Wherever you go and you do not see an Eastern African man, you should run

Last year, there was a type of morbid tourism in East African Community Chairperson President Salva Kiir’s country, that was not reported on.

After the civil war in their northern neighbour Sudan between two rival factions of the military government under Abdel Fattah al-Burhan, and former ally, the paramilitary Rapid Support Forces (RSF) under the Janjaweed leader, Mohamed Hamdan Daglo (more popularly known as Hemedti) broke out on April 15, 2023, a humanitarian crisis followed inevitably.

The war, in which nearly 15,000 people have been killed, created a huge refugee and displacement crisis. As it marked its first anniversary, the number of Sudanese forced to flee was closing on nine million, with nearly two million of them having crossed borders.

South Sudan, itself still in conflict, has received the most people from Sudan — nearly 640,000 people. To this day, according to the United Nations, more than 1,800 Sudanese are still arriving every day in South Sudan.

Read: OBBO: Tag East Africans like jumbos and let them roam the region

Therein lies the peculiar complexity of the refugee and displacement crisis in Africa.


Many of the people coming to South Sudan are refugees who had fled the country to Sudan during the war. Others are among the hundreds of thousands of South Sudanese who remained in Sudan after the latter broke off and got independence in July 2011, after over two decades of war against cruel northern Sudan domination.

Having been tormented by the North for ages, South Sudanese couldn’t imagine that even the most cynical karma would send Northerners fleeing for sanctuary to the South. So, some of them took to the border with Sudan, to “see with their own eyes” the refugees crossing into their country.

As the Sudanese took refuge in South Sudan, inside South Sudan, 2.2 million people remain internally displaced, and nearly 2.4 million are refugees in Uganda, Kenya, Ethiopia and the Democratic Republic of Congo.

Yes, the DRC where the conflict in the eastern part of the country has left 5.6 million people internally displaced, with more than 990,000 refugees and asylum-seekers from there sheltered in neighbouring countries.

When the Sudan war broke out, there were nearly 300,000 South Sudanese refugees in Ethiopia too. Ethiopia also hosted 276,500 Somali refugees. In Ethiopia, meanwhile, the federal government’s war in the rebellious Tigray region that started in November 2020 forced 70,000 Ethiopians to seek safety in Sudan over the two years it was fought.

Ethiopia allied with neighbour Eritrea to crush the Tigray rebellion. At that time, 96,223 Eritrean refugees were being sheltered in four refugee camps in the Tigray region.

Where you have refugees, you will have IDPs, or vice versa. The Tigray war spread to the neighbouring regions of Afar and Amhara, and 5.5 million people were forced to flee and become IDPs in other parts of Ethiopia.

Read: OBBO: There’s a secret plot to save EAC from imminent death

Somalia, which has been in turmoil the longest among the countries in the Horn, nevertheless, is also a sanctuary for 18,932 asylum-seekers and 16,499 refugees. Of the refugees in Somalia, 7,000 are Yemenis who have fled their homeland since it was engulfed by war.

The Yemen they fled to come to Somalia, however, has at least 250,000 Somali refugees.

The tragedy of displacement in Africa is so twisted. After riots and violence in the Tanzania elections of October 2000, 2,000 of the country’s citizens fled from the island of Pemba, most taking refuge in an at-war Mogadishu.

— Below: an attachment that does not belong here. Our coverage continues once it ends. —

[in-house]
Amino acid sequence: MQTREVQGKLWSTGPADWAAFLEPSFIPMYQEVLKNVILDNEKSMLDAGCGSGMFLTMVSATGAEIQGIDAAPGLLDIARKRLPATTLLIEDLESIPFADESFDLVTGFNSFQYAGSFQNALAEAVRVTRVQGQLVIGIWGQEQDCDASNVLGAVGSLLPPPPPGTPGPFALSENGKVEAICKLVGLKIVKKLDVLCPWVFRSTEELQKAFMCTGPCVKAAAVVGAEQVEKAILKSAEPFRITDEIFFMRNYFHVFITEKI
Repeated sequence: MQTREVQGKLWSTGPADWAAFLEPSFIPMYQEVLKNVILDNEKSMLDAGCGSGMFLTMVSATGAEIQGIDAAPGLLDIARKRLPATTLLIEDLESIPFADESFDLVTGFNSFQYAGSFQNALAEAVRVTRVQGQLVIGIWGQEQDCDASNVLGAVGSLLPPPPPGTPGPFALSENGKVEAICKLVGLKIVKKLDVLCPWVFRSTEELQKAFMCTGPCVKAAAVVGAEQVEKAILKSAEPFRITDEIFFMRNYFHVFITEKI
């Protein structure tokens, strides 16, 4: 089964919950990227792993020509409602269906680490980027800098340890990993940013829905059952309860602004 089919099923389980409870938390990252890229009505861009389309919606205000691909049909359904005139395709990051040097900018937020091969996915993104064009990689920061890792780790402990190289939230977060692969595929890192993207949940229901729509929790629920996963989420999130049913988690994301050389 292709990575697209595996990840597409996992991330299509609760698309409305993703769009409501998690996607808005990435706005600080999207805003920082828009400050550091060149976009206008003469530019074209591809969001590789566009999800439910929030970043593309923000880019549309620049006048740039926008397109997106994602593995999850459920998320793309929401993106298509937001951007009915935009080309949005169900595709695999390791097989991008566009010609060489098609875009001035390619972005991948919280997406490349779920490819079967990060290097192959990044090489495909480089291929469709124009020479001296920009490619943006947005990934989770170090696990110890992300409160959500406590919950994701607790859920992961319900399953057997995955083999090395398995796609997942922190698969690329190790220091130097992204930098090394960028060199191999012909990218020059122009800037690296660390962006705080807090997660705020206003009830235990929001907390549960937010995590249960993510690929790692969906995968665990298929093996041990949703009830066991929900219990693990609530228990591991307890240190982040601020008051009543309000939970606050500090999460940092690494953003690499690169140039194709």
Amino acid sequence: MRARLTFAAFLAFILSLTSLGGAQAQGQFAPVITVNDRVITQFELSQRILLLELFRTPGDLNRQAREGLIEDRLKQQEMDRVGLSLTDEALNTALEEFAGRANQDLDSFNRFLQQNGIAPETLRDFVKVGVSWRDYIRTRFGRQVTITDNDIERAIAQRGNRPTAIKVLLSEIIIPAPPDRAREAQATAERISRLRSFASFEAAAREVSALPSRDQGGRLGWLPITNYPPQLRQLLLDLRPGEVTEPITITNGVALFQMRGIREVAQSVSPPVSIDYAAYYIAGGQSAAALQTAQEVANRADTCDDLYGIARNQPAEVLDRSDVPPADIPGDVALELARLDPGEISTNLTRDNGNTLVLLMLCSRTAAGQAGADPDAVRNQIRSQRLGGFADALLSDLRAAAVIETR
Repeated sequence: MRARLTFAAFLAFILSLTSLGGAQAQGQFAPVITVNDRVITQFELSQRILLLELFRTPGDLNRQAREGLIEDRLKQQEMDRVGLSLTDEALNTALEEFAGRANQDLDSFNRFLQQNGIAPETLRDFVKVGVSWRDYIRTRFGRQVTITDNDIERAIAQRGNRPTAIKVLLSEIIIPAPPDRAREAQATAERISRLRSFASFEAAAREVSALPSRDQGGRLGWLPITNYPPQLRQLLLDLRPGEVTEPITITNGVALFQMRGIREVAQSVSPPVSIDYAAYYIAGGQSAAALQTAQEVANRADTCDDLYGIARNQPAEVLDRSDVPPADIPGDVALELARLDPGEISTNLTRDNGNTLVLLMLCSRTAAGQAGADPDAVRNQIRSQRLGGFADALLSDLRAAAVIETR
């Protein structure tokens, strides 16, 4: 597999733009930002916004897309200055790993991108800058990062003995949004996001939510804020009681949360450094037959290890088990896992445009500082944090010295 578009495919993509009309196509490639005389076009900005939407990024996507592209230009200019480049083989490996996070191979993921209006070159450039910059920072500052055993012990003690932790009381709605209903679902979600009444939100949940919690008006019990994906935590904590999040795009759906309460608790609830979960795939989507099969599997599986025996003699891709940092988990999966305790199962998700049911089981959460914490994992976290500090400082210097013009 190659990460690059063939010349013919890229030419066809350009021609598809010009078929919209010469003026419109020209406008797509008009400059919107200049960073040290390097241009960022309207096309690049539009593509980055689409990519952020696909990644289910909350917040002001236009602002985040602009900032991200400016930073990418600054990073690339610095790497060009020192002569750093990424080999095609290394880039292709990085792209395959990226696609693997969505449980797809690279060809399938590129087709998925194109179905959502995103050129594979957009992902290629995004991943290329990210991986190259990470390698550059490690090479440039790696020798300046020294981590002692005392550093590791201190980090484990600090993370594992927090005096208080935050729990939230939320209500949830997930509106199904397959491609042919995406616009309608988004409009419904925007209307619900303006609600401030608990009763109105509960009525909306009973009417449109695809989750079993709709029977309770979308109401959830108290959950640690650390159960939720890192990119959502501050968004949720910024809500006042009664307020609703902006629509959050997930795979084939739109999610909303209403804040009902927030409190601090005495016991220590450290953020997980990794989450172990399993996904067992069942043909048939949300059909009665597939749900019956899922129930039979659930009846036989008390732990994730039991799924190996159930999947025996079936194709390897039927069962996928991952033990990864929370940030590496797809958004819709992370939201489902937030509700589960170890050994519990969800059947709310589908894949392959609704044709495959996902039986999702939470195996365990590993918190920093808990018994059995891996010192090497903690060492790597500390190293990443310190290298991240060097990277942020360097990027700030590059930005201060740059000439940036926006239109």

Most have since returned with their offspring to Tanzania, but about four dozen still hold out in Mogadishu. One could argue that if you are a country in the Horn of Africa and the Great Lakes region, and have never or are not hosting or creating refugees for neighbouring countries, you should be viewed with suspicion.

Kenya had largely been spared refugee supply duty, until it was seized by its fit of madness following the December 2007 election, and had its worst spate of violence since independence. Nearly 1,400 people were killed in post-election violence, and 300,000 internally displaced. Another 12,000 fled as refugees to Uganda.

The story of those Kenyan refugees ended rather happily. The people of eastern Uganda found the idea of their Kenyan neighbours living in camps so strange that they took them into their homes and even gave them land to grow food, so fast that by the time big people from Kampala arrived to take control and resettle them in the centre of the country, nearly all of them were gone.

The end of the first year of the Sudan war offered an opportunity to pause and reflect on just how much conflict and flight from home have come to define the peoples of Greater Eastern Africa — as indeed most of Africa.

They break us at home, but outside create new societies for peoples of the regions as exiles, asylum seekers, refugees, nomads, and itinerant entrepreneurs. It is one of the main contemporary experiences that, for example, a Ugandan will share with an Ethiopian, whose country is not an immediate neighbour. They are a people who are here and there — perhaps, like the Igbo of Nigeria.

A story published on OkayAfrica on Monday entitled How Nollywood is Teaching the World About the Igbo Apprenticeship System, quotes veteran Nollywood actor Kanayo O. Kanayo in a famous monologue of the 2023 film Áfàméfùnà: An Nwa Boi Story: “Wherever you go and you do not see an Igbo man, you should run.”

Replace “Igbo man” with Somali, Ethiopian, Ugandan, Rwandan, Kenyan, South Sudanese…

Charles Onyango-Obbo is a journalist, writer, and curator of the “Wall of Great Africans”. X@cobbo3

Source:  The East African

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